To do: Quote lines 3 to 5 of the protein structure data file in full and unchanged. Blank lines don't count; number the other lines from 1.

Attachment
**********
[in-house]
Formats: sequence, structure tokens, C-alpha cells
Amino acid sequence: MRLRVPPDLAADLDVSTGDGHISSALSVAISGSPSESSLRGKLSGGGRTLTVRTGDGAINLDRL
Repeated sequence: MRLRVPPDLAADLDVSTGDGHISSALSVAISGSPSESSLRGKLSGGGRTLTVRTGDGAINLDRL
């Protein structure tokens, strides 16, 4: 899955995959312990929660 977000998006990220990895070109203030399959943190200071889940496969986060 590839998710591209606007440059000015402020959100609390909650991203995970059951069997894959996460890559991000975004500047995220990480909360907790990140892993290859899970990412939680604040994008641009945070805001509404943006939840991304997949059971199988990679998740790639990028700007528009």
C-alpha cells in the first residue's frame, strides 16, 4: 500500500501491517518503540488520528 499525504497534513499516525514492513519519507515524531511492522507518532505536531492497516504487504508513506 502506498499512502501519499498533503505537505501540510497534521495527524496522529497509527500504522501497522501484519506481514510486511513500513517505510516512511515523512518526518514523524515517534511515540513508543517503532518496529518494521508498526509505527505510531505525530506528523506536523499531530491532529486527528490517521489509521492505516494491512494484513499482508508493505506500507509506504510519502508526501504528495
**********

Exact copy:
Amino acid sequence: MRLRVPPDLAADLDVSTGDGHISSALSVAISGSPSESSLRGKLSGGGRTLTVRTGDGAINLDRL
Repeated sequence: MRLRVPPDLAADLDVSTGDGHISSALSVAISGSPSESSLRGKLSGGGRTLTVRTGDGAINLDRL
């Protein structure tokens, strides 16, 4: 899955995959312990929660 977000998006990220990895070109203030399959943190200071889940496969986060 590839998710591209606007440059000015402020959100609390909650991203995970059951069997894959996460890559991000975004500047995220990480909360907790990140892993290859899970990412939680604040994008641009945070805001509404943006939840991304997949059971199988990679998740790639990028700007528009």